The Rainbow Crosswalk in Miami Beach, Florida

Loud, garish, and bursting with color and life at all hours of the day and night, Miami Beach’s Ocean Drive is one of the world’s epicenters of queer culture. But it wasn’t always that way. Rather, South Beach had nearly faded away before being revived in the 1980s. To honor this revival, on Ocean Drive and 12th Street, a crosswalk has been paved in rainbow colors as a tribute to the LGBTQ+ community who are part of the fabric of the city’s culture, and in particular, to memorialize the out gay man who brought color back to Miami Beach.

The South Beach of the 1970s had been decaying for years. Its rows of Art Deco hotels and buildings were abandoned and neglected as the area steadily became a rundown retirement community. Crime was rampant and the city was on the brink of economic collapse. Into that world came Leonard Horowitz, a young furniture designer from New York City. 

Horowitz had been cut off financially by his father, at least in part due to the resentment of learning that Lenny was gay. After moving to South Beach to live with his mother, he fell into the orbit of Barbara Baer Capitman, bonding over their shared love of the Art Deco movement and horror at the city’s desire to tear down so many great but neglected structures. Together they founded the Miami Design Preservation League, an activist movement that would change the look of Miami Beach, and in turn, the world.

Horowitz, a designer, was most interested in reinvigorating this old-fashioned architecture with bold new colors. Art Deco buildings in their original incarnation were mainly white, but his interest was not just preserving the buildings as living fossils. He developed a palette of pastel colors that would accentuate the design of the structures. He tested the color scheme on Friedman’s Bakery, a formerly all-white building dating to the 1930s. Initially, much of the reaction ranged from skeptical to horrified. However, his persistence led to recognition first from the architectural community, and then the world, as programs such as Miami Vice broadcast this new “pastel paradise” to so many television sets.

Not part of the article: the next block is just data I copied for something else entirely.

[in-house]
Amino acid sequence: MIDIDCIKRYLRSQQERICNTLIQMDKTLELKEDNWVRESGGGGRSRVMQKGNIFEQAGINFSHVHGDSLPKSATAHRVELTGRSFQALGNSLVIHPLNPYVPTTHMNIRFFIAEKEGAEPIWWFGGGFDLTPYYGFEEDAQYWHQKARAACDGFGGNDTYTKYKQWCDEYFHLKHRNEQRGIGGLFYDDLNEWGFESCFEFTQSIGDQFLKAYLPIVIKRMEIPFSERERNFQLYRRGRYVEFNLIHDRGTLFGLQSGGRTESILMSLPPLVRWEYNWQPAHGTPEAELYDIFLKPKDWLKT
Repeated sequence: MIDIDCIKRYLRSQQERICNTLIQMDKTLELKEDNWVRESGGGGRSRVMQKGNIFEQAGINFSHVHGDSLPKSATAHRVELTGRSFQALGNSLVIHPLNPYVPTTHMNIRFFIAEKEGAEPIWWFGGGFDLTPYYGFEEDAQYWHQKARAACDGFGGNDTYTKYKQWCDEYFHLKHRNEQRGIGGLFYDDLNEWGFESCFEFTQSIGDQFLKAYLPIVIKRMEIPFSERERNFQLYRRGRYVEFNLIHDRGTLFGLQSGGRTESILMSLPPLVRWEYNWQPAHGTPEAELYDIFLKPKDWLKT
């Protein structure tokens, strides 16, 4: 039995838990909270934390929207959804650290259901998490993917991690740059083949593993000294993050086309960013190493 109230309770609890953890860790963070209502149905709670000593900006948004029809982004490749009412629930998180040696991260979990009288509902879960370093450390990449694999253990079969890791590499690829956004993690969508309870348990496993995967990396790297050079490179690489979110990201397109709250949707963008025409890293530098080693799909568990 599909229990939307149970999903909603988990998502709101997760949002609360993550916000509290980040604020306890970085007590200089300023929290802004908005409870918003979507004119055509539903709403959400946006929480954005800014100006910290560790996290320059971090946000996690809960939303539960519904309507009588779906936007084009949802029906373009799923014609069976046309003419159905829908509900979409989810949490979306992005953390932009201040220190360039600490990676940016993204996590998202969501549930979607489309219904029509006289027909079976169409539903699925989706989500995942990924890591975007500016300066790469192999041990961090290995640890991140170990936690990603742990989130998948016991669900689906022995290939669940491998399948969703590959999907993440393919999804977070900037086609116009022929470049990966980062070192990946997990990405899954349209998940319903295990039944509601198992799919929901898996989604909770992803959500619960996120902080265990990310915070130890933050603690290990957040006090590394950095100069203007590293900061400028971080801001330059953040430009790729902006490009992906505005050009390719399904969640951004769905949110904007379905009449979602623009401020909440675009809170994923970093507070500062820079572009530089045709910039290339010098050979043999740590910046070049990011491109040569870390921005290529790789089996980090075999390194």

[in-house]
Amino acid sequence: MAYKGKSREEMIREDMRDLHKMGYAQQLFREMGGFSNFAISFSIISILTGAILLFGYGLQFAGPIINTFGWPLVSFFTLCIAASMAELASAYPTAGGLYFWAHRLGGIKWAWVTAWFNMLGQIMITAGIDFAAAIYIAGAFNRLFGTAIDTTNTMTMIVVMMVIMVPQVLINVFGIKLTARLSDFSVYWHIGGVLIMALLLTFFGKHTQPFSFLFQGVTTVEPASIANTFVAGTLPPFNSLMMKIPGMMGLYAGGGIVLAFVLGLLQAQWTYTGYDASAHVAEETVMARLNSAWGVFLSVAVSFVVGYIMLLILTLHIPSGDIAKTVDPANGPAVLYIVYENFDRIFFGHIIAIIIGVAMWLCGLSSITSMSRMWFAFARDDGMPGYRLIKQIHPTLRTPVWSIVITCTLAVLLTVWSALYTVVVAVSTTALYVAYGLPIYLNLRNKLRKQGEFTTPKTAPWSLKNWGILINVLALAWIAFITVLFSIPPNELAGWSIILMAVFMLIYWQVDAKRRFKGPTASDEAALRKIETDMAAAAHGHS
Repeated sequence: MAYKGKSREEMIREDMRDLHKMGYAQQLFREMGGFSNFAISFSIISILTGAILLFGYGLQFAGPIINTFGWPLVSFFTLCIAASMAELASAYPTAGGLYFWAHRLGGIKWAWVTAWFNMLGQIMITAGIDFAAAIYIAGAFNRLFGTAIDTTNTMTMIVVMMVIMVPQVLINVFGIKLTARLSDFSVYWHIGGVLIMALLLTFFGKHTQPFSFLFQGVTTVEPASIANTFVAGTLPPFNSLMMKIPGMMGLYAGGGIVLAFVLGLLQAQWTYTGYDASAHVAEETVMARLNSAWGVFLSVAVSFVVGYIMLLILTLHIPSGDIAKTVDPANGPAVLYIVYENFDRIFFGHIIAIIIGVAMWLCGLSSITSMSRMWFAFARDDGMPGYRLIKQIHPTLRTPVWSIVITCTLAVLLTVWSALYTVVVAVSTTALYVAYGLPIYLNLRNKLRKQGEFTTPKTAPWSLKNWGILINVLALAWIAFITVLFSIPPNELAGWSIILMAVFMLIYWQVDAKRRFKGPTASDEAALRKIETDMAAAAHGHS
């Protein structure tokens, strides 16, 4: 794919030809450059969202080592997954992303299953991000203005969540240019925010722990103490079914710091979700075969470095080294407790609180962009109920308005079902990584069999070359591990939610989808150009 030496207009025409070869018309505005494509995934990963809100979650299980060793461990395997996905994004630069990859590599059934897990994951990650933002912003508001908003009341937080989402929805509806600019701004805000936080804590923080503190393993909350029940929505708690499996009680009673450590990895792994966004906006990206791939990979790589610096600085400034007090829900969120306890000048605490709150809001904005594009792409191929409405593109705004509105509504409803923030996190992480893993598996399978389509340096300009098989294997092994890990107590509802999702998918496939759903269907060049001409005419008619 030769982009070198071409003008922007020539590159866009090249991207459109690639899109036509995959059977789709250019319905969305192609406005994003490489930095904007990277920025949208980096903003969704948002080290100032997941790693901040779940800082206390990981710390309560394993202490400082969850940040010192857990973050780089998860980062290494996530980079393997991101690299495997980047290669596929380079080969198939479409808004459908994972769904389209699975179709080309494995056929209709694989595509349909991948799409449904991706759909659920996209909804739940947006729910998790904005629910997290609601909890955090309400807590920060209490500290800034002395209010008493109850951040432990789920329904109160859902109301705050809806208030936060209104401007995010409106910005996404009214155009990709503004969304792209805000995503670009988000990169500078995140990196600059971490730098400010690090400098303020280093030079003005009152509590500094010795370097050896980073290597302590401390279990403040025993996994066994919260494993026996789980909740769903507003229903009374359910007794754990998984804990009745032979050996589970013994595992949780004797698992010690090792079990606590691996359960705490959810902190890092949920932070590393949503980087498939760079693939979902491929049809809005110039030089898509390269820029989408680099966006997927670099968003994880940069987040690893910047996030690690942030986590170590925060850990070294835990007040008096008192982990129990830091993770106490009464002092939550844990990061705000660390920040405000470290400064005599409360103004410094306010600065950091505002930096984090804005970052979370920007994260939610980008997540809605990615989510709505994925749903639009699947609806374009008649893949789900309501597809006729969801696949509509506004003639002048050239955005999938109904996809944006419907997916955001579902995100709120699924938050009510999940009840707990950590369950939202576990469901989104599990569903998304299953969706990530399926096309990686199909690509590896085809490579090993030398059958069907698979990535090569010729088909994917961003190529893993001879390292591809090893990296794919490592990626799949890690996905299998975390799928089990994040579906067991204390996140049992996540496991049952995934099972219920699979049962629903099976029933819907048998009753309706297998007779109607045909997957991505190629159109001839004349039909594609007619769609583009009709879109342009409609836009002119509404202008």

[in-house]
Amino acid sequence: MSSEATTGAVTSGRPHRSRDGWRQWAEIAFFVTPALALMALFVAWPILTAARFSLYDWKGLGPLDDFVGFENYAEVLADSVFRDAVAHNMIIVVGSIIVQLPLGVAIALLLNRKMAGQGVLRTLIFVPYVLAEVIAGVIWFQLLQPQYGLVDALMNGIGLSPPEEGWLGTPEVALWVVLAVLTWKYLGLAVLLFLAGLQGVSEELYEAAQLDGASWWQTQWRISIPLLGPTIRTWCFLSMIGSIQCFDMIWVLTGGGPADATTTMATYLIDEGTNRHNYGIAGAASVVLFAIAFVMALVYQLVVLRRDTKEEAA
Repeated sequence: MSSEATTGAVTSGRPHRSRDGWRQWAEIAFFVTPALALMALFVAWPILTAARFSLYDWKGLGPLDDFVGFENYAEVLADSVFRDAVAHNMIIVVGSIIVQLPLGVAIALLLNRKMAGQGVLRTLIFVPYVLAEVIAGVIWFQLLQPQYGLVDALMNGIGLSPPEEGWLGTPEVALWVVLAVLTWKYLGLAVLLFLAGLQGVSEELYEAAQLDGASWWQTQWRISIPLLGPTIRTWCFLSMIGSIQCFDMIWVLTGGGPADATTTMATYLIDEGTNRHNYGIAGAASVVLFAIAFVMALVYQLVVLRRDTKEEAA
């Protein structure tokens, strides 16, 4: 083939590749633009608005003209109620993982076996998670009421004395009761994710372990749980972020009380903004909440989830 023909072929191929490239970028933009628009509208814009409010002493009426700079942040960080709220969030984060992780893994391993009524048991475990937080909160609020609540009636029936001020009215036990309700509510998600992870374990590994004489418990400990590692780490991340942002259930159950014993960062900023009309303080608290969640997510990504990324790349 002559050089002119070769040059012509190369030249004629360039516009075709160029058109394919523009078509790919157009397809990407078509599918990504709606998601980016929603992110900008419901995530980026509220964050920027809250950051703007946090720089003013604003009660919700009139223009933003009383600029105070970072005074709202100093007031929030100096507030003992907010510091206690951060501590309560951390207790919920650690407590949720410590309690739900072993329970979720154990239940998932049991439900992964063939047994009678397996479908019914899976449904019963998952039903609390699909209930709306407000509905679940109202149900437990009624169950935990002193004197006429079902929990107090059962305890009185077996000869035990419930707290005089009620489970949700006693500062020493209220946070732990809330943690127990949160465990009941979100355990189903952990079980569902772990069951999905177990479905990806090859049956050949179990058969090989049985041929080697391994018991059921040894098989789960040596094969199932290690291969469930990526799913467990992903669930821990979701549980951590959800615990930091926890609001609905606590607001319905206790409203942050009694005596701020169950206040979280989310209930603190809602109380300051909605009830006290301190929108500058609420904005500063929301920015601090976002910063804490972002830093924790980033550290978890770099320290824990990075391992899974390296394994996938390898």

Horowitz’s color palette would become a model for Miami Beach’s historic district and a trendsetter for a generation. Unfortunately, Lenny would not live to see the full revival of South Beach. Like so many gay men of that era, he passed away from complications of the AIDS virus in 1989. He was only 43 years old. The next year, a street would be renamed in his honor, and around that same time, Miami Beach’s Palace Bar opened, the only gay bar on Ocean Drive. Famous for its drag show brunches and celebrity spotting, the bar has become a pillar of the community.

The Palace Bar began painting a rainbow crosswalk on Ocean Drive in 2009 to mark its shows and the corner as a safe space for the community. The City later agreed to make a permanent landmark that would honor the impact that the LGBTQ+ community has made upon Miami Beach, and on November 9, 2018, the Rainbow Crosswalk was dedicated.

The crosswalk, designed by Savino Miller studio, is made from terrazzo pavers, arranged in a familiar Art Deco pattern, with rainbow colors designed to emit a faint glow at night. However, the crosswalk’s colors are not the traditional rainbow of the Pride flag. Instead, the colors were all chosen from Leonard Horowitz’s pastel palette. In this way, the crosswalk, like so much of Miami Beach’s architecture, is a physical reminder of the impact Lenny made upon the culture of the world.

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